“Unlike traditions, classical educational values span across generations and phases of history: intellectual curiosity, honesty, courage, kindness toward others, an intrinsic desire to achieve your full personal potential – these classical values have always been the driving force behind the advancement of humanity. To be able to understand the importance of these values we have to dive into history, philosophy, religious beliefs and literature, and study their teachings in an organised and structured way. Conversely, given the immense acceleration of knowledge and the the digital revolution, the sustainability of these values, and by extension the subjects that support their development, can be called into question. Would not it be better to study computer programming to ensure job security in an era dominated by robots and algorithms? Put more specifically, doesn’t development in a globalised world – a world which is undergoing rapid change and is becoming increasingly fluid – require an education that focuses exclusively on methodology, cognitive abilities, research skills and finding solutions to new problems? Largely yes, but it shouldn’t be limited to that – and for good reason in my opinion.
The advent of the digital age has given rise to disintermediation, in other words the disappearance of intermediaries. The internet facilitates direct contact between the person/client and service provider. For example, I no longer go to a travel agent to book my holiday; I can book it myself online. The market place in which individuals can come together to sell and buy goods and services, bypassing the traditional intermediaries, is changing at breakneck speed. It has even been predicted that banks, trusted providers in financial transactions, will become increasingly less important, making way for blockchain technology to provide financial security.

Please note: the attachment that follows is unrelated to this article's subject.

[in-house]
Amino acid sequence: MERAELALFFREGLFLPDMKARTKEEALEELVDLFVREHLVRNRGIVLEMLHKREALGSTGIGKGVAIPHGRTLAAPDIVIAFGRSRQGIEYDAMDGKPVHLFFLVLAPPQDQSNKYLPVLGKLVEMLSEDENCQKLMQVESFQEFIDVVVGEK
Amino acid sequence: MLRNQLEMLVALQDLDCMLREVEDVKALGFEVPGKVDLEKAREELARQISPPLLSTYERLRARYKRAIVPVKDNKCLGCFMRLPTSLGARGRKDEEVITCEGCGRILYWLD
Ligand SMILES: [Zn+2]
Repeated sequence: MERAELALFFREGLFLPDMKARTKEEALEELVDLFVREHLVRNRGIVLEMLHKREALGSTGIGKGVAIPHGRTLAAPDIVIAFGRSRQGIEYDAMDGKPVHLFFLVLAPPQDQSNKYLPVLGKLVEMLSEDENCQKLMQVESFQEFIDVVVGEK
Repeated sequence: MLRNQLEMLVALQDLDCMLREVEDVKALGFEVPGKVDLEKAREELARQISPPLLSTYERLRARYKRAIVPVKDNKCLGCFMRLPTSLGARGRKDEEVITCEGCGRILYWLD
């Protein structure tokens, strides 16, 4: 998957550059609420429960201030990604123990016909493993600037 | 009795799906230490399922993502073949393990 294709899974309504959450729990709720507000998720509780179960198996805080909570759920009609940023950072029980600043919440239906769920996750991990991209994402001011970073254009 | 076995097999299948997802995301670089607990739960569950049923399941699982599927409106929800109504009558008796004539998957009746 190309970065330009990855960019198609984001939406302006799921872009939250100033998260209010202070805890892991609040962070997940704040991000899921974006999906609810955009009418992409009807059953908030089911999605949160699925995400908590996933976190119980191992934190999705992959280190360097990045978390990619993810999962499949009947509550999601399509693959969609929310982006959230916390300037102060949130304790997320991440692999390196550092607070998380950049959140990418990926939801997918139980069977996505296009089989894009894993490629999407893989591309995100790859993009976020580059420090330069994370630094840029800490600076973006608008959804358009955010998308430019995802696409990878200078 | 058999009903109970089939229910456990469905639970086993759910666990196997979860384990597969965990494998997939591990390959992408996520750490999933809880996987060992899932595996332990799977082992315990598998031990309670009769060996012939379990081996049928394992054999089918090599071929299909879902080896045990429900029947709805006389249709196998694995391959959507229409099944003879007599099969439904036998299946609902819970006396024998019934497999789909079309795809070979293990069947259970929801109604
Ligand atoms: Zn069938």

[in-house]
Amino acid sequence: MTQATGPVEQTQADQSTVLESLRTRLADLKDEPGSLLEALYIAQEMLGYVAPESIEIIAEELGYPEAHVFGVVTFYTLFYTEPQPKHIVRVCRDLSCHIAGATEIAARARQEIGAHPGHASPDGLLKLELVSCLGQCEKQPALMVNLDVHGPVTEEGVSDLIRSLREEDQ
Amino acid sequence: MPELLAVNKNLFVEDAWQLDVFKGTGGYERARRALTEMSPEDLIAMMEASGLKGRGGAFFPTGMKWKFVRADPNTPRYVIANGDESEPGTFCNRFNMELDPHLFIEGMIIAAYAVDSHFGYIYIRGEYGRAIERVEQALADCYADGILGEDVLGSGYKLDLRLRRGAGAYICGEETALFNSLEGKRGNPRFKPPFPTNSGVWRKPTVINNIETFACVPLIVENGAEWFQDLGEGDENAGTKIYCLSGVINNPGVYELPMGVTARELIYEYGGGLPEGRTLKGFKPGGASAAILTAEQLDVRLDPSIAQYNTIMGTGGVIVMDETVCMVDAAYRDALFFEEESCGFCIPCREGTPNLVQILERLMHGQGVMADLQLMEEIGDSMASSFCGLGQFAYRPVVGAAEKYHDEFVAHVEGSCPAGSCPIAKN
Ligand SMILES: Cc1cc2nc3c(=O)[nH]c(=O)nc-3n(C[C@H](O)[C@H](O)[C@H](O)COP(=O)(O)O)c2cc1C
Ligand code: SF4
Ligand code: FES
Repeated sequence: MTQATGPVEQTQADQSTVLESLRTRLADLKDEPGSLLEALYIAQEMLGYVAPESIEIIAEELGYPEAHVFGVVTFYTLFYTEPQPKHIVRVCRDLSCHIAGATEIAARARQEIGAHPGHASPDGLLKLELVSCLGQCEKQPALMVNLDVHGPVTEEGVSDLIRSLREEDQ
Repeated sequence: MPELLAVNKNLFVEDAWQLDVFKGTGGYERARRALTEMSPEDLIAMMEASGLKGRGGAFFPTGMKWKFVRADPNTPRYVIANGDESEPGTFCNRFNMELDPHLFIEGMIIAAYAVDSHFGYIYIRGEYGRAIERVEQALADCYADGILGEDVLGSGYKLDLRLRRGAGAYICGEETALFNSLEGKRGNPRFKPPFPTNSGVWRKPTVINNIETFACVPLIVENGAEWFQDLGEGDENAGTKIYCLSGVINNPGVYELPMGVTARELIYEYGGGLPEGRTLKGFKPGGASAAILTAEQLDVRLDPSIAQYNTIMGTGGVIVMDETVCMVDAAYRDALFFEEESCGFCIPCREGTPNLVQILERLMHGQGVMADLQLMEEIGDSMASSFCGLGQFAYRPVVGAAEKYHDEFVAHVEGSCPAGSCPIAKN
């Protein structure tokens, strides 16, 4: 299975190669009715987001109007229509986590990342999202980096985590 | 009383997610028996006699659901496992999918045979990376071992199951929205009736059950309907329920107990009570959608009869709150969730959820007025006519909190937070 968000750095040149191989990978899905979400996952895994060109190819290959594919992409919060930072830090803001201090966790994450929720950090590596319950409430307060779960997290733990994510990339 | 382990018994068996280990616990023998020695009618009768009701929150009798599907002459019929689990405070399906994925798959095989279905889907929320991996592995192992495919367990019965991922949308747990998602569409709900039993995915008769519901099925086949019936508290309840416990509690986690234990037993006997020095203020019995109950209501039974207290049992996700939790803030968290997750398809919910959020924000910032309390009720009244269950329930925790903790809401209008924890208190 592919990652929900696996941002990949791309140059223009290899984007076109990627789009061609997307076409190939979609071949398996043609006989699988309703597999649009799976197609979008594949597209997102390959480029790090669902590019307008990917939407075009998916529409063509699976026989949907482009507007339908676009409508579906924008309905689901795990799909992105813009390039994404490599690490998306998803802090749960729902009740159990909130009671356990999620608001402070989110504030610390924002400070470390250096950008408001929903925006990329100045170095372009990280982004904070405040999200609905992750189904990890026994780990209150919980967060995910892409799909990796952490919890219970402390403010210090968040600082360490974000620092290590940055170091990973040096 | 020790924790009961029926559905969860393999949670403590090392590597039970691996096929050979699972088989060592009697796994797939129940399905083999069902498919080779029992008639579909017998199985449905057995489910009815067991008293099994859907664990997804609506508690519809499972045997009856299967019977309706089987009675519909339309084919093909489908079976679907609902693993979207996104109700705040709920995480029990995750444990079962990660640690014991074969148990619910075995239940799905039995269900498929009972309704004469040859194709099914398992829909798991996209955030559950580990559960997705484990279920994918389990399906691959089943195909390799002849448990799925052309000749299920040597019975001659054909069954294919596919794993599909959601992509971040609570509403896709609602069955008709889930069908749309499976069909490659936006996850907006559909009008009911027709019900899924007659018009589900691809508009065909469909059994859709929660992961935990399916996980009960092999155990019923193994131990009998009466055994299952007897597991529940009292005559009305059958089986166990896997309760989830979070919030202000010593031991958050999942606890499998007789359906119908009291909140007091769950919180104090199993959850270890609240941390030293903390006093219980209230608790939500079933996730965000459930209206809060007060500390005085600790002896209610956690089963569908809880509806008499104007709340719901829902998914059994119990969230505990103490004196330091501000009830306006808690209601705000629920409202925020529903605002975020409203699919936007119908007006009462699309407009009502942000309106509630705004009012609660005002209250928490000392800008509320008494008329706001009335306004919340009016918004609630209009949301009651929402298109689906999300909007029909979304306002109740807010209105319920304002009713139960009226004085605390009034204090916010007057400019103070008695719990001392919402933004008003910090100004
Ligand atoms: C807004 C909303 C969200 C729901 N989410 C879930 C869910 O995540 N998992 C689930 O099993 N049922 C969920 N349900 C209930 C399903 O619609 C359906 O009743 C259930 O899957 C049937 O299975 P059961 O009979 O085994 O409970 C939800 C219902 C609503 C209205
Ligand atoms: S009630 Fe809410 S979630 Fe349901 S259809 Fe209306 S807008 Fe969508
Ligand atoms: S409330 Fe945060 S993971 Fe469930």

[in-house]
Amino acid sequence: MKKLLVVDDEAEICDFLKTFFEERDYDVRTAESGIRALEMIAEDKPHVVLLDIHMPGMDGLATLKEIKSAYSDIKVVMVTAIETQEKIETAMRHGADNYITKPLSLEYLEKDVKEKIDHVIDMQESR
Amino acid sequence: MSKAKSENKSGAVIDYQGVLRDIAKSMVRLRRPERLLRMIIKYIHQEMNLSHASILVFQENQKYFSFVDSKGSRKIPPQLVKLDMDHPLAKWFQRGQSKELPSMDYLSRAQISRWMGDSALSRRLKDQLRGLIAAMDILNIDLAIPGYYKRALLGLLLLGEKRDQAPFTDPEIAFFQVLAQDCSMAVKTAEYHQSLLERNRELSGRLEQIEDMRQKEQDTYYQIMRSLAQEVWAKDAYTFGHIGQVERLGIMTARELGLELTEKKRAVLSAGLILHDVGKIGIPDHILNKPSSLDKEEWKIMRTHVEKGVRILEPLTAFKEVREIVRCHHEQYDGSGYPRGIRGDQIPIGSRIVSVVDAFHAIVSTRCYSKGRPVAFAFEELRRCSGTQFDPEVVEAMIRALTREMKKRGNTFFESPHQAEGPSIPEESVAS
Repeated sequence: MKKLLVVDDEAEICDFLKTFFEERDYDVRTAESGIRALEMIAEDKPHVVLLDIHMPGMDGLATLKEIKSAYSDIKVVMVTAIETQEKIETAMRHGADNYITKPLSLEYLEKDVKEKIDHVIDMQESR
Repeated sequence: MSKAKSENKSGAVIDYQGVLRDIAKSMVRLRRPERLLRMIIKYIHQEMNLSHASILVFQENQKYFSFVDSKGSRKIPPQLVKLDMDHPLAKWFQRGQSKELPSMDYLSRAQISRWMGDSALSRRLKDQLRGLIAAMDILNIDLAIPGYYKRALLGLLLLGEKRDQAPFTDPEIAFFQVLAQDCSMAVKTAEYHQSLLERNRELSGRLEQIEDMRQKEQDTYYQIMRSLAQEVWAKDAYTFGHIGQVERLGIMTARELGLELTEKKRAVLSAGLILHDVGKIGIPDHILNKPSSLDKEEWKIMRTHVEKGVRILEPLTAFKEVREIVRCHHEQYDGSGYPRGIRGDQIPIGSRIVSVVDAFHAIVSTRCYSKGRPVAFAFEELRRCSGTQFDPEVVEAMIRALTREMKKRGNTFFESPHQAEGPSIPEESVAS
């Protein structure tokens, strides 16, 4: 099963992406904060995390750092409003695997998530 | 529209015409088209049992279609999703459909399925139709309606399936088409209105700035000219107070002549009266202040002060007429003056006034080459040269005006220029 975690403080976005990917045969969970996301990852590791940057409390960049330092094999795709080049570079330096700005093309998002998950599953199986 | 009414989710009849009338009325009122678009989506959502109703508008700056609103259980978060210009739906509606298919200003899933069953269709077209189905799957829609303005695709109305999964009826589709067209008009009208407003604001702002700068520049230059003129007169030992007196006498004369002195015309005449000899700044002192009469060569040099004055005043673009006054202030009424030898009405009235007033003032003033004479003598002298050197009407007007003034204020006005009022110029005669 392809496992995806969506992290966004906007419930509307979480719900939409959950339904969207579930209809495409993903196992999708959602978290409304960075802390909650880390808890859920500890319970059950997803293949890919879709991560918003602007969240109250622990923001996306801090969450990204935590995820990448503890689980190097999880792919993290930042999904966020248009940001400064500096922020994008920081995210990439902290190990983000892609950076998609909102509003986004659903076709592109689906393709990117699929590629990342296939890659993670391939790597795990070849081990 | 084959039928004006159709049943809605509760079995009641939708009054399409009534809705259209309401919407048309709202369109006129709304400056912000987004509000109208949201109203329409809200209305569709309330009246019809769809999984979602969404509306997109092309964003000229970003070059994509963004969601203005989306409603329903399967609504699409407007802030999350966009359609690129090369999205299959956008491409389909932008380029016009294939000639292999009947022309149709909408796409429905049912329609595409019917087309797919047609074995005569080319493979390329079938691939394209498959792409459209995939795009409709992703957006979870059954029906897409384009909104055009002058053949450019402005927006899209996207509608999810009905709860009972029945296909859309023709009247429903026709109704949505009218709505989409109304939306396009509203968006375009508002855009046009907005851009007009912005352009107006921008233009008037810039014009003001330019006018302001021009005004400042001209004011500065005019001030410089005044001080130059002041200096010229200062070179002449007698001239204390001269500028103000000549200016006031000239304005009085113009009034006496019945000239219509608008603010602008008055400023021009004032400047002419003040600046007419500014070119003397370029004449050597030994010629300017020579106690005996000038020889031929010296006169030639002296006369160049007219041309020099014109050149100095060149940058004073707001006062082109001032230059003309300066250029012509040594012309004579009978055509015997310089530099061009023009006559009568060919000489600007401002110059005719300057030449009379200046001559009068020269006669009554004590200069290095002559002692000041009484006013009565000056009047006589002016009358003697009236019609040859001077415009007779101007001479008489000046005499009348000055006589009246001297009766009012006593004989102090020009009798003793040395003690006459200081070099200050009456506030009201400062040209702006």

In terms of information, political debate, and analysis of social phenomena, the disintermediation of the press is causing a potentially serious situation. We used to shape our opinions in part through the media, combining journalistic facts and opinions expressed in newspapers, on TV and on the radio. But the internet blurs hierarchies. Online, each opinion is worth just as much as the next. The blog of a conspiracy theorist has the same audience as that of a university professor. Rumours spread faster than proven facts. Everyone’s emotions can find an ever-increasing audience, without filter. Put simply, our relationship with the truth is deteriorating. Just as Orwell predicted, propaganda is occupying space and minds.
If this continues, how will new generations be able to discover the real world, form opinions, take responsibility and steer society toward progress? The only way to overcome this problem is to study human societies, so their history, philosophy and literature. Tyranny, corruption and abuse of power have existed since the dawn of time; their signals are recognisable to anyone who has studied them. The same can be said of real courage, honesty, and the actions and achievements of our ancestors; these are the traits and events that are worth studying and revisiting.
So, are you convinced yet that classical subjects will continue to provide the key skills for the future?”
Philippe de Korodi